Scan Mode Scanning Multi-Layer Regions (Image Stacking)
Scan Mode

Information in this article applies to:

  • uScope Navigator V4.5 and Later

Article ID: NSC1175 — Created: 1 Sep 2018 — Reviewed: 6 Sep 2020


uScope Navigator v4.5 adds support for multi-layer scanning (Z-stacking or image-stacking). This new scanning method requires some manual work to generate good quality images.


Image-stacking is a microscope slide scanning technique that captures multiple images of each scan field at different focus positions. The images are subsequently combined (stitched) into whole scan images of each focus plane. This allows the end-user to review the specimen at different focus positions.

Image-stacking takes significantly more time to scan and process images. Therefore, it should only be used when absolutely necessary.

Typical pathology specimens are very thin (4-8µm) and are easily scanned by a single focus layer. Each objective has a specific depth-of-field (the distance between the nearest and farthest features that are in focus without moving the objective) that is measures in microns (for low-power objectives) or sub-microns (for high-power objectives). This is why focus is more critical at objective power increases.

Thick sections (greater than 10µm thick) are likely to have important parts of the specimen that are several microns above or below each other and that, therefore, cannot all be in focus at the same time. This would be the case with insects or thick smears. These specimens are prime candidates for image-stacking.

Setup Multi-Layer Scanning

Select Multi-Layer Focus Method To begin, enter a job name and select a region of interest. Then, select the Multi-Layer focus method from the Scan Configuration window.

For a successful multi-layer scan, you must know several data points:

  • The spacing between layers in the scan. The depth-of-field of the objective helps determine the spacing (in steps).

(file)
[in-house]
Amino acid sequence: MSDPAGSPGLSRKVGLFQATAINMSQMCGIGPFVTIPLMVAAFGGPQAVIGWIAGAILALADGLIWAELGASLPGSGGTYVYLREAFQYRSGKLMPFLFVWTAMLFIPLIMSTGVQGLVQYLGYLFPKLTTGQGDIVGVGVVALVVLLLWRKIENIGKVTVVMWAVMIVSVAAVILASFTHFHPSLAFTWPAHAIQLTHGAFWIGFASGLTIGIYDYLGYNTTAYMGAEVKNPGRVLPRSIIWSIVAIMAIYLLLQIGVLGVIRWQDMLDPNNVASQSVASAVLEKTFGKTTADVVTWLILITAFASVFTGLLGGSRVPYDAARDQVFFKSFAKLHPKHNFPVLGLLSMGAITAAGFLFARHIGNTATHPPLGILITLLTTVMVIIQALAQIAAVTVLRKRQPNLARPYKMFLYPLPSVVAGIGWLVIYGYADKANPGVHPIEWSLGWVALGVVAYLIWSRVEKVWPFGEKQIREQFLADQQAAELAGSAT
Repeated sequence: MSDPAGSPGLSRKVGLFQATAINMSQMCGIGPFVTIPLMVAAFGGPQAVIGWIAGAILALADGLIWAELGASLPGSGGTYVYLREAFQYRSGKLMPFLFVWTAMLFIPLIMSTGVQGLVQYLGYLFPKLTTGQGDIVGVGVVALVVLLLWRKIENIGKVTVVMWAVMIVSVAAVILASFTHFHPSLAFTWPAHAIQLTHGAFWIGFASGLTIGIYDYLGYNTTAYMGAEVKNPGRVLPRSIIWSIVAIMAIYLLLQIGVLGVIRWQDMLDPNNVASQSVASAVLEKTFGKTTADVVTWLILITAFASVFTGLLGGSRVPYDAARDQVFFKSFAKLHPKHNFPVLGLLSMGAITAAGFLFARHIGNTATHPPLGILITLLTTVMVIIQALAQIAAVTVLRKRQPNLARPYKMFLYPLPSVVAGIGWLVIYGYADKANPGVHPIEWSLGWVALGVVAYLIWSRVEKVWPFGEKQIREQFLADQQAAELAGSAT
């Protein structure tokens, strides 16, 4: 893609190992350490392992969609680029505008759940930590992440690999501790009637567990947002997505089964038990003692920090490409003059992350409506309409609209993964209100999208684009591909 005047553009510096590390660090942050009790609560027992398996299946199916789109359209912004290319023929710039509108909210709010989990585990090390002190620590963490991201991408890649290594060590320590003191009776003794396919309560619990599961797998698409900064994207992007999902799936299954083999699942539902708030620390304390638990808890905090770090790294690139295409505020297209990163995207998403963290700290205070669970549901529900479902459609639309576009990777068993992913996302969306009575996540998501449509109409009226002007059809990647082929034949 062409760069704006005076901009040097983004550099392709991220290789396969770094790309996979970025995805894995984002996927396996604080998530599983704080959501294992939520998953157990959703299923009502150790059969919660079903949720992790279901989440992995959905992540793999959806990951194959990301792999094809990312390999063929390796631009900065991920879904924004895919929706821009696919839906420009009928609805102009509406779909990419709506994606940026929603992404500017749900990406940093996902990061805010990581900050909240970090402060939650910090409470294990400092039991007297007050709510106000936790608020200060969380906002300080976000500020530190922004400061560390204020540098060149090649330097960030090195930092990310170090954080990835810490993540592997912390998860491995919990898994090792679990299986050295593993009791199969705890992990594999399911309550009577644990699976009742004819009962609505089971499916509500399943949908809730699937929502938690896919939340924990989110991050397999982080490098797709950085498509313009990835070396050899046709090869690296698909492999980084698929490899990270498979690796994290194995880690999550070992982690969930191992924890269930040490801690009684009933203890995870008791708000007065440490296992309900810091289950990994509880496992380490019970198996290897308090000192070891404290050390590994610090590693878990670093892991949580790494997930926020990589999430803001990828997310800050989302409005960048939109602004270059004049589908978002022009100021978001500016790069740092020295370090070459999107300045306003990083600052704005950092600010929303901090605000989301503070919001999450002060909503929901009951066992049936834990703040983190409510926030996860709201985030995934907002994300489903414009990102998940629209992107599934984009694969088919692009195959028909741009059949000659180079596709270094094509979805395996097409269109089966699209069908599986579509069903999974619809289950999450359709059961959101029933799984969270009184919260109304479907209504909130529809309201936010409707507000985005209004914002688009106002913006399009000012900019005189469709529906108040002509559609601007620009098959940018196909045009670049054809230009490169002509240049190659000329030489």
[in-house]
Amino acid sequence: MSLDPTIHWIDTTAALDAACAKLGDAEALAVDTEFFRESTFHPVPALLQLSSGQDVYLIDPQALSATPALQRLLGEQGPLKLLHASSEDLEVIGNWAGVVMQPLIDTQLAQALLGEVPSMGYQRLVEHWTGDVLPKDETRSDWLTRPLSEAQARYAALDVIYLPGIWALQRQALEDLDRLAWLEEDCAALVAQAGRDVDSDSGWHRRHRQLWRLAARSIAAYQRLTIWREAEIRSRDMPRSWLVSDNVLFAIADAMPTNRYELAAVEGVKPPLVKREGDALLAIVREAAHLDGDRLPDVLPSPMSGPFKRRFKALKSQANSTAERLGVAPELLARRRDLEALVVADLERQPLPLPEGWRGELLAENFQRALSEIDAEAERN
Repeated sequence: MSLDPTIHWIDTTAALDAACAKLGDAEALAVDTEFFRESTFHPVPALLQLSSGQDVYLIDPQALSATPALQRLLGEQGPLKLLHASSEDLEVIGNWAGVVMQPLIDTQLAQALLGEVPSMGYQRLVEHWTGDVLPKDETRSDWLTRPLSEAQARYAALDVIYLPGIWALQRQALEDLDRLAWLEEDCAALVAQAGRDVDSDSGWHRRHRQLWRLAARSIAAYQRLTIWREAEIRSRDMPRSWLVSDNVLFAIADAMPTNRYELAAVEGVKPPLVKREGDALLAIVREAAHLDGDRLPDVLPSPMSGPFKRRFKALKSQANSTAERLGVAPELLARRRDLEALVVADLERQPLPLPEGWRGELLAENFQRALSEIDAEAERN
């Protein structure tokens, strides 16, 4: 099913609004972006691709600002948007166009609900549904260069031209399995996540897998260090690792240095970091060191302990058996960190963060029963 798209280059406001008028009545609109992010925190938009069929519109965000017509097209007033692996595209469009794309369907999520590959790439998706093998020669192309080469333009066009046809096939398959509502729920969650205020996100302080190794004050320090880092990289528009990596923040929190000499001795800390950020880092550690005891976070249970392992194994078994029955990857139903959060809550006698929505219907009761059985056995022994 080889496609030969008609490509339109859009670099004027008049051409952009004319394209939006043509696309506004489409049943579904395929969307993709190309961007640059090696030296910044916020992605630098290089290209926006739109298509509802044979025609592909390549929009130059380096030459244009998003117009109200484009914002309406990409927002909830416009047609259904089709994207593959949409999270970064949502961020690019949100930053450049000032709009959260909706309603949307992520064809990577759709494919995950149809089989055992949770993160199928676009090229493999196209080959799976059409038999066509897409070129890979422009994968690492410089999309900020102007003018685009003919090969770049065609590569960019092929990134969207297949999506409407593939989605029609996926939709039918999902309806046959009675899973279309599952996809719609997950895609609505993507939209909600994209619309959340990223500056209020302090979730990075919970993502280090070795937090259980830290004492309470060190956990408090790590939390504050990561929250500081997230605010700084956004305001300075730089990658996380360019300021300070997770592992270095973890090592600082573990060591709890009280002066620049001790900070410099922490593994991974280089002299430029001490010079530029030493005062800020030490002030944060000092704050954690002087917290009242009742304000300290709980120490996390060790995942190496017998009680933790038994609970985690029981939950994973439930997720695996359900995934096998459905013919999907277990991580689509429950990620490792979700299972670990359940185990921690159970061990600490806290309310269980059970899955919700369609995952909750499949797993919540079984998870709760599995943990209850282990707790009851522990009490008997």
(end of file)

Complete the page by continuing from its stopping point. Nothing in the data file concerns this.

• The total depth of the specimen. This requires the following:
    • The focus position of the "tallest" feature in the specimen's region of interest.
    • The focus position of the "shortest" feature in the specimen's region of interest.
  • The number of layers to scan.
  • The focus position of the top, middle, or bottom of the image stack.
ObjectiveDepth of FieldRecommended
(Steps per Layer)
10x≈5.0 microns25-100
20x≈2.0 microns6-15
40x≈0.6 microns3-8
60x≈0.4 microns2-5

Objective Depth of field

This table provides approximate depth-of-field and shows recommended spacing for each objective power. The indicated spacing (in steps) is conservative. You may be able to increase the spacing when scanning multiple layers.

As you can tell from the information in this table, smaller spacing and a thicker specimen both increase the number of layers and the time required to scan the region of interest.

Depth of the Specimen

One way to determine the depth of the specimen is to browse the region of interest, focus several fields, and record the focus position from the browse screen. You should record focus positions from the middle and all four corners of the region of interest at a minimum. Then, determine the maximum focus position (FMAX) and the minimum focus position (FMIN). You may wish to extend the minimum and maximum focus values to provide a buffer for the scan. Then, use the following formula to calculate the focus depth.

Focus Depth = Abs(FMAX - FMIN)

Enter Focus ParametersNumber of Layers

When configuring a multi-layer scan, you must enter the spacing and the number of layers to scan. Use the following formula to calculate the number of layers.

Number of Layers = Focus Depth ÷ Spacing

Focus Position

When configuring the multi-layer scan, you must also select the starting position relative to the stack (top, middle or bottom). You must set the initial focus to the top, middle, or bottom of the stack selected.

PositionTop = FMIN
PositionMiddle = (FMIN + FMAX) ÷ 2
PositionBottom = FMAX

The region size and layer details appear in the top right corner of the uScope Control Panel screen as shown in the image above.

Select Focus/Illuminator and Start Scanning

Once the multi-layer parameters have been entered, click the Start Scan button.

At this point, you must set the relative focus position (top, middle, or bottom) depending on what you selected for the Start Position for the multi-layer scan; set the illuminator level; and start the scan.

  1. Create Whole Scan Image DialogSet the focus level to the appropriate calculated focus position from above.
  2. Set the illuminator level for the specimen.
  3. Slick the Start Scan button to begin scanning.

Create Whole Scan Images

When scanning completes, you may create a whole scan image from the image stacks. The image to the right shows the Create Whole Scan Image dialog for a multi-layer/EDF scan.


Once you have a multi-layer scan, you may create an EDF (Extended Depth of Field) image. EDF is a technique that combines the best focused parts of each layer to form a new image that offers everything in focus.

Creating EDF images requires an additional software license. Please contact our sales department for more information.

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